- More by Ruksha Ali
Fith explosive devise in two days
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Commuters, students and residents of big cities across the UK have been urged to be vigilant by the Met Police amid fears reported by the Evening Standard newspaper that more suspicious packages could be on the way.
Police have warned commuters in London in particular to be vigilant for further suspicious packages after three explosive devices were sent to major transport hubs in the capital yesterday and today a further two packages were sent to universities.
An improvised explosive device detonated at Glasgow University, Scotland, where a similar device was found in the mail room. And the bomb squad was called into Essex University near London, where several buildings were evacuated.
Counter-terrorism detectives are investigating a range of possibilities in the hunt for those responsible for sending the packages.
The UK government has been keen not to formally confirm claims that the packages are a warning from the IRA.
Officers responded to suspicious packages at Waterloo railway station and office buildings at Heathrow and London City Airports on Tuesday.
Irish police said they were helping the Met Police with their inquiries after it was reported that the packages had been sent with Irish stamps.
According to the Times, sources are keen not to suggest that the packages were linked to dissident republican groups, and that the devices did not appear to have intended to cause harm. Instead the devices are being interpreted as a warning.
The devices were described by Met Bomb Disposal experts as highly viable incendiary devices purposefully designed to burn rather than explode.
Heathrow’s device detonated when opened by staff causing burn damage to the surrounding environment but not causing personal injury.
The Glasgow device was detonated by the Bomb Disposal Unit in a controlled explosion and the Waterloo Station and London City Airport devices were handed over to the Met Bomb Squad before opening.
Police for East of England (Essex) said they were working with the Met Police and have put a cordon around several buildings at the University of Essex.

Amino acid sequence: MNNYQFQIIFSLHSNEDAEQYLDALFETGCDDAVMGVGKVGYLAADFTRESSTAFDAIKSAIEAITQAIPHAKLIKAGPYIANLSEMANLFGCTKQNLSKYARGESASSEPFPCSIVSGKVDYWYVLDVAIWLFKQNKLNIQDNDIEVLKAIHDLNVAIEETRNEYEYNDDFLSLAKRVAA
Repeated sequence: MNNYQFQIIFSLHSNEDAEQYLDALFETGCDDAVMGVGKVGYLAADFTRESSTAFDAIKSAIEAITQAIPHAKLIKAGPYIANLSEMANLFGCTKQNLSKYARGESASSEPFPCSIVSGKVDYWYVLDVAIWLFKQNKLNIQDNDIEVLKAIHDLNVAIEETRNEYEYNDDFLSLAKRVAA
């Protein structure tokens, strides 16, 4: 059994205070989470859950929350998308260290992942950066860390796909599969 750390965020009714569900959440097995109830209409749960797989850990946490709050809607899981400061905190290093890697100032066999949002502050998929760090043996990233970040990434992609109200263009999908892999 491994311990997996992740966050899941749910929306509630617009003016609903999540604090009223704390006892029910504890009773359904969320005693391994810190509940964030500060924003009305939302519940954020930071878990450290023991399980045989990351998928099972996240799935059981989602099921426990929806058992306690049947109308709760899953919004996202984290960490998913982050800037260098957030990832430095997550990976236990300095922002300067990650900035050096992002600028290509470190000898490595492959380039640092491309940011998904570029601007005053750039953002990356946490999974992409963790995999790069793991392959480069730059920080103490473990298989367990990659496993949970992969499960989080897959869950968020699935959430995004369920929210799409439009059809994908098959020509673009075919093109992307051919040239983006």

UK tabloid, the Daily Mail claims that the devices were unsophisticated and suggested that police were looking at whether someone with mental health issues was involved. The Met Police did not confirm this claim when asked.
Scotland Yard said on Tuesday night that images of two of the packages have been circulated to sorting offices and transport workers.
Major London based companies around the city have also been given images and descriptions of the packaged and instructed to report any suspicious mail to the Met immediately.
Scotland Yard said it was working ‘to ensure the safety of the public and staff working at transport hubs and mail sorting offices’, adding: ‘We have shared images of the exterior packaging of two of the devices to aid staff in identifying a potentially suspicious package.’
All the packages were A4-sized white postal bags containing yellow Jiffy bags and appeared capable of igniting a small fire when opened, the Met Police said.
Widely reported images appeared to show the partially burned package destined for The Compass Centre at Heathrow, and another sent to Waterloo.
The stamps appeared to be those issued by the Irish postal service for Valentine’s Day 2018, featuring a heart motif and the words “Love Eire N”.
Both senders’ addresses were given as Dublin, with the one addressed to Waterloo appearing to add Bus Eireann.
The bus and coach operator said police had not been in touch, with a spokeswoman saying: ‘Bus Eireann are currently not aware of this and we have no further comment.’
A statement from Irish police said: ‘An Garda Siochana are assisting the Metropolitan Police with their inquiries.’
Scotland Yard said officers are treating the incidents as linked.
No-one was injured in the incidents and no arrests have been made.
Officers first received a report of a suspicious package at The Compass Centre, a building near Heathrow Airport’s boundary, shortly before 10am.
Scotland Yard said the package was opened by staff, causing the device to detonate into flame.
The building was evacuated as a precaution and specialist officers attended the scene to make the device safe.
A Heathrow spokesman said flights and passengers were not affected by the incident.
This story is about the UK
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